DOJ Seizes NY Times Reporter’s Phone and Email Records in Leak Investigation – Former Senate Intel Aide Arrested
Former Senate Intel Committee aide, James A. Wolfe, 57, was arrested on Thursday after the DOJ conducted an investigation into classified information leaks to reporters.
Wolfe repeatedly lied to investigators about his contacts with reporters and made false statements to the FBI.
The Justice Department also seized New York Times reporter, Ali Watkins years’ worth of phone and email records.
Watkins previously worked for Buzzfeed and Politico as a national security reporter.
New York Times reporter Ali Watkins
The New York Times reported:
A former Senate Intelligence Committee aide was arrested Thursday in an investigation of classified information leaks where prosecutors also secretly seized years’ worth of a New York Times reporter’s phone and email records.
The former aide, James A. Wolfe, 57, was charged with lying repeatedly to investigators about his contacts with three reporters. According to the authorities, Mr. Wolfe made false statements to the F.B.I. about providing two of them with private information related to the committee’s work. They did not say whether it was classified.
Mr. Wolfe was slated to appear before a federal judge on Friday in Washington. Reached Thursday evening before his arrest, Mr. Wolfe declined to comment.
Mr. Wolfe’s case led to the first known instance of the Justice Department going after a reporter’s data under President Trump.
According to the NY Times, Ali Watkins was having a romantic relationship with the Senate Intel aide, Wolfe. Some of their communication back and forth took place before she was employed by The New York Times.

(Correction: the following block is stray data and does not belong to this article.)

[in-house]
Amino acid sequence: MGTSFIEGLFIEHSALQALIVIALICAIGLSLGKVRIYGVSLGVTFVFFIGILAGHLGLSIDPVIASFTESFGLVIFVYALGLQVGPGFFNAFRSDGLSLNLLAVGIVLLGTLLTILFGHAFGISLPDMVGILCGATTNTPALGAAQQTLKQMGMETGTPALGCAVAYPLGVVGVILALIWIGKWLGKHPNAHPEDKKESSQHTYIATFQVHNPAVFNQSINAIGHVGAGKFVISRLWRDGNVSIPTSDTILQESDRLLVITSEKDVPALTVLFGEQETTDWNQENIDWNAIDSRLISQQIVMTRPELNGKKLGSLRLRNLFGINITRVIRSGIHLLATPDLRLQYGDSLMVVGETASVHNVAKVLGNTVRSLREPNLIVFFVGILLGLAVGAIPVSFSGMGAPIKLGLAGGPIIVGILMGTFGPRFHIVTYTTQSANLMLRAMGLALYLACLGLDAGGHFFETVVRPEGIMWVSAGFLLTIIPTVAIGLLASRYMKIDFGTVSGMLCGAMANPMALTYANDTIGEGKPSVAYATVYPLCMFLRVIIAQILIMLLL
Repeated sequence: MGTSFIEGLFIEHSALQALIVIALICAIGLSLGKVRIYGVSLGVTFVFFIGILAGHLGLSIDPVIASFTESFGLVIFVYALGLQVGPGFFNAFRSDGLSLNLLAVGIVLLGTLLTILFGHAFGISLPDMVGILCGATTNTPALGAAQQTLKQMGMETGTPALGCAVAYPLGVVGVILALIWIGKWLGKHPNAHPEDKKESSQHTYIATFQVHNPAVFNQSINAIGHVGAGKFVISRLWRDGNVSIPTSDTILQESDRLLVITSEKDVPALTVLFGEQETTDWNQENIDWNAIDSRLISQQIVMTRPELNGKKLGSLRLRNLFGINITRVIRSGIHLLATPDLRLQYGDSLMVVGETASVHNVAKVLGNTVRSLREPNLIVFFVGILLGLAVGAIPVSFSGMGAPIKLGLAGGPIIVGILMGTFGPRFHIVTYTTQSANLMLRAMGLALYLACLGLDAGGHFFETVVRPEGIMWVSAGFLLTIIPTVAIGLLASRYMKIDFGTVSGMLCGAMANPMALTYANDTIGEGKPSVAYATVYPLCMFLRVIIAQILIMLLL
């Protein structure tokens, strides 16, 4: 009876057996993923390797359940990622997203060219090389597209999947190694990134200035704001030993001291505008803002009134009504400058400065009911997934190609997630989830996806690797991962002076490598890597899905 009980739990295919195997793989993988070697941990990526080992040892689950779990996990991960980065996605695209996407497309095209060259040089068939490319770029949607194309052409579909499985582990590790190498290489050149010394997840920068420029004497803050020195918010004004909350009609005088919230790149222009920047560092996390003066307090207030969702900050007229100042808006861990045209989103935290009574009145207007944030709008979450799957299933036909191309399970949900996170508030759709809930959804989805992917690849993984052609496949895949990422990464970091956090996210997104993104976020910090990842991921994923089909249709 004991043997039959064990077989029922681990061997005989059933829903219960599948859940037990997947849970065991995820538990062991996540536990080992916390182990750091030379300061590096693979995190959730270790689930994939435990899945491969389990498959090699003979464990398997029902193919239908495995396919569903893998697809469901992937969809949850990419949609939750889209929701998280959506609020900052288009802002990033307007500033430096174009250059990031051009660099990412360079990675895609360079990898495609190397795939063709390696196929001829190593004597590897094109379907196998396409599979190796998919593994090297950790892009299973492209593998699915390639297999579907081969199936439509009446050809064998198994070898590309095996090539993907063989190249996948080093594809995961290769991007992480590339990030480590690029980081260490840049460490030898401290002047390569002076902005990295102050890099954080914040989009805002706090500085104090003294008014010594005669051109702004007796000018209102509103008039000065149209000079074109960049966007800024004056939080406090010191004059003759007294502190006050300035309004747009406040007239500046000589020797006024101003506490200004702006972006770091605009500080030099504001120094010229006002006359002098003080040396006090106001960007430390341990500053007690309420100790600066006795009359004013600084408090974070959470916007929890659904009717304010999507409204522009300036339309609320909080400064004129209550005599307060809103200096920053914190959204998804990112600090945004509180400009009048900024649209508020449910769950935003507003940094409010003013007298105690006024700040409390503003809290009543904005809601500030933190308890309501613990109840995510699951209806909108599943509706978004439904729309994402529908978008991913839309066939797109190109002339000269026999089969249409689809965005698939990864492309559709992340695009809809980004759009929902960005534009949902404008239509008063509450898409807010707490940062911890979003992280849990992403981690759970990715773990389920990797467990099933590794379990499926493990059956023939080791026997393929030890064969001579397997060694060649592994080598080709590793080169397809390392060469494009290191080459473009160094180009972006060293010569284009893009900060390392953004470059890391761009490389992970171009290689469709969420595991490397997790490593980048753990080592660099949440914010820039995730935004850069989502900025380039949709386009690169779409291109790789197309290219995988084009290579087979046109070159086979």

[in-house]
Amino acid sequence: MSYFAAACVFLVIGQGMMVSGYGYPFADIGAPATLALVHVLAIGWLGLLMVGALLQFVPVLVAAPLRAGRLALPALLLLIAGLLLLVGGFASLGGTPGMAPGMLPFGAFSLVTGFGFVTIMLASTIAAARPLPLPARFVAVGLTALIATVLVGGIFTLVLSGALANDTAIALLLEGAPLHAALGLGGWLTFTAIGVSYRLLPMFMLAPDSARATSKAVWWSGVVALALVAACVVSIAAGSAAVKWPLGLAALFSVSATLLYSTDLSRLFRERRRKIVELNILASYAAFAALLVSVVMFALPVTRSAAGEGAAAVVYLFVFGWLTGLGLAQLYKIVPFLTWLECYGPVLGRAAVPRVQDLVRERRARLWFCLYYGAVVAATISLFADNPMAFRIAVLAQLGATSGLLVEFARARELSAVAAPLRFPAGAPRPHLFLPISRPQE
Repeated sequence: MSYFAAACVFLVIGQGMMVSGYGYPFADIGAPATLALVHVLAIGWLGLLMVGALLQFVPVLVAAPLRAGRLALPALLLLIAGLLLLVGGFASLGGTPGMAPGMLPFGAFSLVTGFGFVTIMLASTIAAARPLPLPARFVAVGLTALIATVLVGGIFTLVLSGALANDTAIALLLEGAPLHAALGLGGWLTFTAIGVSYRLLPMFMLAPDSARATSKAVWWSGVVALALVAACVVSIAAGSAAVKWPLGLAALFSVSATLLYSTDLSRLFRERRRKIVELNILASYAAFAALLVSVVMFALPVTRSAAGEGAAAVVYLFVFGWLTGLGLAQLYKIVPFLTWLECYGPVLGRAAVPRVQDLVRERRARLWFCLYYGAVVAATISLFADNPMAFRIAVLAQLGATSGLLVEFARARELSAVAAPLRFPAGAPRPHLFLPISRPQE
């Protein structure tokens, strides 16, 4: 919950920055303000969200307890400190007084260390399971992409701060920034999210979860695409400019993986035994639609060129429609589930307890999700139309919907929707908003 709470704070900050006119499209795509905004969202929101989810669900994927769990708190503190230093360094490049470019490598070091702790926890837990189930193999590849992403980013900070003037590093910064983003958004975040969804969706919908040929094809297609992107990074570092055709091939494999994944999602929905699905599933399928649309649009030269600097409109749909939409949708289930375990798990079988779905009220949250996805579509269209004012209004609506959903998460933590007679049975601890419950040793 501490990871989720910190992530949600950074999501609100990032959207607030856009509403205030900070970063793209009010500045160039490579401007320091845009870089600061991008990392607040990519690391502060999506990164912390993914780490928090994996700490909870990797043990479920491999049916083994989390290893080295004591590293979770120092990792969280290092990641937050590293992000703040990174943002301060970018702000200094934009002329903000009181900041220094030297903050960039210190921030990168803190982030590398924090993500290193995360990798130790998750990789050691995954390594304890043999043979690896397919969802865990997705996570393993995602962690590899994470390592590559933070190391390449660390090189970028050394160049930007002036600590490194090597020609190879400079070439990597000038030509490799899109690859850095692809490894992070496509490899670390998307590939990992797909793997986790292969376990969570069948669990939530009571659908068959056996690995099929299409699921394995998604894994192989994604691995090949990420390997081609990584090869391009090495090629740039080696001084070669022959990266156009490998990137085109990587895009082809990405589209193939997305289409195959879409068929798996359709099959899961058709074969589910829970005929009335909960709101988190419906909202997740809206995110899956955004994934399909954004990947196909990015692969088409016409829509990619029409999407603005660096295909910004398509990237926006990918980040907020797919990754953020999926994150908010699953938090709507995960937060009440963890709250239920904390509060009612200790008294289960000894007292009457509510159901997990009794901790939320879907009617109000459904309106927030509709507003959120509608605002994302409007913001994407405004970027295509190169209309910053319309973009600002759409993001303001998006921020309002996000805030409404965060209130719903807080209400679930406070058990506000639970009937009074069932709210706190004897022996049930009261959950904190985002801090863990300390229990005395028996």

It is being reported Wolfe worked in a ‘bipartisan’ capacity for both Republicans and Democrats on the Committee for over 30 years as an Army Intel analyst; he retired in May.
On Wednesday, Senator Rob Portman (R-OH) requested unanimous consent to approve the resolution.
The Senate moved quickly to provide documents to the DOJ in response to requests relating to the investigation into the leaks.
Fox News reported:
Portman, who is not a member of the intelligence committee, then made the standard request heard multiple times each day on the Senate floor: “I ask unanimous consent that the resolution be agreed to, the preamble be agreed to, and the motion to reconsider be considered made and laid upon the table with no intervening action or debate.”
No one objected, meaning the Senate approved the resolution.
The Senate often conducts business and approves measures via “unanimous consent.” That means no member objects to approving a given matter. Such issues are typically cleared with all 100 senators in advance. However, many aides and senior sources were unaware that the resolution was coming to the floor.
Senate Intelligence Committee Chairman Richard Burr, R-N.C., and ranking member Mark Warner, D-Va., issued a joint statement Wednesday:
“As noted in the Senate Resolution, the Department of Justice has sought the assistance of the Committee in a pending investigation. The Committee is cooperating with the Department on this matter. Any questions about the investigation should be directed to the Department of Justice.”
A few weeks ago, President Trump put White House leakers on notice.
“We will find out who they are,” said the President after referring to leakers as “traitors and cowards.”
Attorney General Jeff Sessions said back in November, “We intend to get to the bottom of these leaks.”